Anybody who thinks they're too old to start exercising should take the results of a new study to heart. The seventh annual 100@100 survey polls 100 people who have reached the century mark, and the results show more than half of them exercise almost every day.
The study also revealed some other interesting tidbits about the healthy aging habits of some of the country's oldest residents. While walking was the most popular activity, with about 45 percent citing it as their exercise of choice, 11 percent practice some sort of mind-body activity such as yoga, 8 percent bike and 5 percent jog.
The findings also highlight the importance of staying socially engaged later in life. Around 89 percent of centenarians talk to a friend or family member each day, while 24 percent attend a social event, which is almost the same level as baby boomers (26 percent).
"Some people have the perception that the oldest members of our society sit alone in a nursing home all day, but this year's UnitedHealthcare 100@100 survey findings suggest that getting older doesn't necessarily mean becoming less socially active," said Dr. Rhonda Randall, chief medical officer of UnitedHealthcare Medicare & Retirement. "While genetics and maintaining a healthy body are important factors in living well into the 100s, this year's survey participants have shown that staying socially engaged is just as important to healthy aging."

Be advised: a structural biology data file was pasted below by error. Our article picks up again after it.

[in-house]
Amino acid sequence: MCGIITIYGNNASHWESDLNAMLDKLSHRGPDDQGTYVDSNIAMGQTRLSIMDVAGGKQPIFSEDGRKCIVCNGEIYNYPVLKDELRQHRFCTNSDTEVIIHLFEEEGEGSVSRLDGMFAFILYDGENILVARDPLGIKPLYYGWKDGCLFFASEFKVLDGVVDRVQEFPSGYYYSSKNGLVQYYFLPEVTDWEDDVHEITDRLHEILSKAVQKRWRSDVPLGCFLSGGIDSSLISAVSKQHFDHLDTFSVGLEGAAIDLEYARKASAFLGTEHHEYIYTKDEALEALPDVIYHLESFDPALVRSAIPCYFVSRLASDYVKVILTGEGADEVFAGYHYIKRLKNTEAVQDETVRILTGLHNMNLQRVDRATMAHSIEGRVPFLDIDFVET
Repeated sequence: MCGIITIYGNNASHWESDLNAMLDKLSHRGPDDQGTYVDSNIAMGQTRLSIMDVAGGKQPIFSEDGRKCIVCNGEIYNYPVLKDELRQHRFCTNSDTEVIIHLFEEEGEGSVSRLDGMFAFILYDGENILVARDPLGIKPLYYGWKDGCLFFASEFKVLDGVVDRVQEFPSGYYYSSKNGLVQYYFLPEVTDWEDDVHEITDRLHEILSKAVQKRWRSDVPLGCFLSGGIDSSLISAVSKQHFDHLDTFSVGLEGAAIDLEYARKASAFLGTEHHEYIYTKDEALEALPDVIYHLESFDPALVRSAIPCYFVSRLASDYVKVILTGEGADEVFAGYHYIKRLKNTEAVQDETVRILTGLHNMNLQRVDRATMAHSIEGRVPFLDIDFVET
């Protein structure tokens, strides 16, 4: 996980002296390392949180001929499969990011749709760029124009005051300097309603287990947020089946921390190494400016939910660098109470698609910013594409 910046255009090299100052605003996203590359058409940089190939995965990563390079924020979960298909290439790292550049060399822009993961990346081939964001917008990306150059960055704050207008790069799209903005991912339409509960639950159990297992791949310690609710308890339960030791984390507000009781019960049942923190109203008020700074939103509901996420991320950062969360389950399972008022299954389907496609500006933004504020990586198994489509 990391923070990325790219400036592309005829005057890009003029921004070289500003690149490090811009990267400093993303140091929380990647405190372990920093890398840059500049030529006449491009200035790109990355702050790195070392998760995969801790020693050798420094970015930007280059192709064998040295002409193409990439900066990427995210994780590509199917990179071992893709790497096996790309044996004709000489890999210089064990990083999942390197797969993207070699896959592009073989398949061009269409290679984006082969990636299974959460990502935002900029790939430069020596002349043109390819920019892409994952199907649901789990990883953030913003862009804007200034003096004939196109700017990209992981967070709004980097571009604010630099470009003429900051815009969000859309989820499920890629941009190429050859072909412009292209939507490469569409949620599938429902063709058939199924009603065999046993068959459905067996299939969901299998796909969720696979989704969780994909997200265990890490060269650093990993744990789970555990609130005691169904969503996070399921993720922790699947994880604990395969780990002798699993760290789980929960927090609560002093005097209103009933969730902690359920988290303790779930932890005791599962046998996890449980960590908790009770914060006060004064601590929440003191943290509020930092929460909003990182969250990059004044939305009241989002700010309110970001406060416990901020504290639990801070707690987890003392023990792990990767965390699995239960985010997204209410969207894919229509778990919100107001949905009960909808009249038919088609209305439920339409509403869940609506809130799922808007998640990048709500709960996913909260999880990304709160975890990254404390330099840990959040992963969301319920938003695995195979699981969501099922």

The survey emphasizes what many people already know - staying socially and physically active are important parts of a healthy lifestyle for seniors. A recent report from the Public Health Agency of Canada shed some light on just how true that is. Researchers found that 57 percent of seniors who have positive self-perceived health have daily social interaction.
As for physical activity, the Centers for Disease Control and Prevention cite a number of reasons for staying active later in life. In particular, most experts point to decreased exercise and physical activity as the chief reason for the loss of strength and stamina. Additionally, it can also be a key factor for independent living and significantly reduces the risk of falls, coronary disease, colon cancer and other health issues.